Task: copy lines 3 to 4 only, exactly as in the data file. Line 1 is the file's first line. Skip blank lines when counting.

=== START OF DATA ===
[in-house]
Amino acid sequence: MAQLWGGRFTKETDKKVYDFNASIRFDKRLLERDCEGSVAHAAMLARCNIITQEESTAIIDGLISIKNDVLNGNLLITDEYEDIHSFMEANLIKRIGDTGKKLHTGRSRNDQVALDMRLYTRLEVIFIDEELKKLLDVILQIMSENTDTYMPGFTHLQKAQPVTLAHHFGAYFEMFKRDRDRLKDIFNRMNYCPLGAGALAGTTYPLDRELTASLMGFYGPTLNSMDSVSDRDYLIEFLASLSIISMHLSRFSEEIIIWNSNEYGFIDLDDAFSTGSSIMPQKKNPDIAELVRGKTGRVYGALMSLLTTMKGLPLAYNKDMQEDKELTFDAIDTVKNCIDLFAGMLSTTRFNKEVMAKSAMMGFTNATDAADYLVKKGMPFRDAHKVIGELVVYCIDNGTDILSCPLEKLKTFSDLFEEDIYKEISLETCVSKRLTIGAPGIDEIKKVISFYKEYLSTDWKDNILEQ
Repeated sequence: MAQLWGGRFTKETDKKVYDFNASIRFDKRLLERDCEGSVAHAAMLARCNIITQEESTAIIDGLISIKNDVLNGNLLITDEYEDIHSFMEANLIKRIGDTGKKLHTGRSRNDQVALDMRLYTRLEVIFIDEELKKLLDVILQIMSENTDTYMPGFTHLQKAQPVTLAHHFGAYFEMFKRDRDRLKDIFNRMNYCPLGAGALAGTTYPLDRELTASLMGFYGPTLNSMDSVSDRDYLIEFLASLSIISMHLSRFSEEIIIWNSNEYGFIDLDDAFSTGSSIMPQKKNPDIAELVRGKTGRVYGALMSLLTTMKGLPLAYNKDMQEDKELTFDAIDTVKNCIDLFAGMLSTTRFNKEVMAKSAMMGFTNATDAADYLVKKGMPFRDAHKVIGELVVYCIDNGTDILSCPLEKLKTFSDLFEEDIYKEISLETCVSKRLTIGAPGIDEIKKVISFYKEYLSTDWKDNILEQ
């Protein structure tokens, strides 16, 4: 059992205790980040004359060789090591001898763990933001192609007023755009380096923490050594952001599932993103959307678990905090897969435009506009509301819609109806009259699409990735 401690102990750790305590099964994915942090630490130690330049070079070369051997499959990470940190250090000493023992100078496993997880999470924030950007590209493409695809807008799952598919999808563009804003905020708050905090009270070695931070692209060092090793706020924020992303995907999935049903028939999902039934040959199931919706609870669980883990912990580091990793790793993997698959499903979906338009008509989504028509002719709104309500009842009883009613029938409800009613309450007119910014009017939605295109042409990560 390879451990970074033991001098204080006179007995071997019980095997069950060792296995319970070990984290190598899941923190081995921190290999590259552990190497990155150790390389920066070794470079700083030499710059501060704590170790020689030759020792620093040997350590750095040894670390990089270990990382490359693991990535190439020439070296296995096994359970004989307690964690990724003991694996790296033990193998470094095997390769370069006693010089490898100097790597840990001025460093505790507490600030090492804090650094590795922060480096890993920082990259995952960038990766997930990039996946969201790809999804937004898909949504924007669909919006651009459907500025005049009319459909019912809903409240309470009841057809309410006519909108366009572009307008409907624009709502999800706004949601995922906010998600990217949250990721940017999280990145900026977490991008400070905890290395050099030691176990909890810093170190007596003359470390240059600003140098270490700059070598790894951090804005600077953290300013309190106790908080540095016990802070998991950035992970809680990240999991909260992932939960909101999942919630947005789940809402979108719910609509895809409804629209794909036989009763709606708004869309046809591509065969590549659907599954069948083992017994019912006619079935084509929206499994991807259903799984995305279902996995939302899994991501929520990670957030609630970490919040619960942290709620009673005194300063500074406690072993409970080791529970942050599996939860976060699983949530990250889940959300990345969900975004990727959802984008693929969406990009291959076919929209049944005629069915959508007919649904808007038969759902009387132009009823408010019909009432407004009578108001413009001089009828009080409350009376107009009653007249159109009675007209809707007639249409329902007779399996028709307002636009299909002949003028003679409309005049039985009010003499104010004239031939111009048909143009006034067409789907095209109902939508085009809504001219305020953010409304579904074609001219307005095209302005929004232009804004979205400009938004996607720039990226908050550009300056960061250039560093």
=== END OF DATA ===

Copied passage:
Repeated sequence: MAQLWGGRFTKETDKKVYDFNASIRFDKRLLERDCEGSVAHAAMLARCNIITQEESTAIIDGLISIKNDVLNGNLLITDEYEDIHSFMEANLIKRIGDTGKKLHTGRSRNDQVALDMRLYTRLEVIFIDEELKKLLDVILQIMSENTDTYMPGFTHLQKAQPVTLAHHFGAYFEMFKRDRDRLKDIFNRMNYCPLGAGALAGTTYPLDRELTASLMGFYGPTLNSMDSVSDRDYLIEFLASLSIISMHLSRFSEEIIIWNSNEYGFIDLDDAFSTGSSIMPQKKNPDIAELVRGKTGRVYGALMSLLTTMKGLPLAYNKDMQEDKELTFDAIDTVKNCIDLFAGMLSTTRFNKEVMAKSAMMGFTNATDAADYLVKKGMPFRDAHKVIGELVVYCIDNGTDILSCPLEKLKTFSDLFEEDIYKEISLETCVSKRLTIGAPGIDEIKKVISFYKEYLSTDWKDNILEQ
């Protein structure tokens, strides 16, 4: 059992205790980040004359060789090591001898763990933001192609007023755009380096923490050594952001599932993103959307678990905090897969435009506009509301819609109806009259699409990735 401690102990750790305590099964994915942090630490130690330049070079070369051997499959990470940190250090000493023992100078496993997880999470924030950007590209493409695809807008799952598919999808563009804003905020708050905090009270070695931070692209060092090793706020924020992303995907999935049903028939999902039934040959199931919706609870669980883990912990580091990793790793993997698959499903979906338009008509989504028509002719709104309500009842009883009613029938409800009613309450007119910014009017939605295109042409990560 390879451990970074033991001098204080006179007995071997019980095997069950060792296995319970070990984290190598899941923190081995921190290999590259552990190497990155150790390389920066070794470079700083030499710059501060704590170790020689030759020792620093040997350590750095040894670390990089270990990382490359693991990535190439020439070296296995096994359970004989307690964690990724003991694996790296033990193998470094095997390769370069006693010089490898100097790597840990001025460093505790507490600030090492804090650094590795922060480096890993920082990259995952960038990766997930990039996946969201790809999804937004898909949504924007669909919006651009459907500025005049009319459909019912809903409240309470009841057809309410006519909108366009572009307008409907624009709502999800706004949601995922906010998600990217949250990721940017999280990145900026977490991008400070905890290395050099030691176990909890810093170190007596003359470390240059600003140098270490700059070598790894951090804005600077953290300013309190106790908080540095016990802070998991950035992970809680990240999991909260992932939960909101999942919630947005789940809402979108719910609509895809409804629209794909036989009763709606708004869309046809591509065969590549659907599954069948083992017994019912006619079935084509929206499994991807259903799984995305279902996995939302899994991501929520990670957030609630970490919040619960942290709620009673005194300063500074406690072993409970080791529970942050599996939860976060699983949530990250889940959300990345969900975004990727959802984008693929969406990009291959076919929209049944005629069915959508007919649904808007038969759902009387132009009823408010019909009432407004009578108001413009001089009828009080409350009376107009009653007249159109009675007209809707007639249409329902007779399996028709307002636009299909002949003028003679409309005049039985009010003499104010004239031939111009048909143009006034067409789907095209109902939508085009809504001219305020953010409304579904074609001219307005095209302005929004232009804004979205400009938004996607720039990226908050550009300056960061250039560093």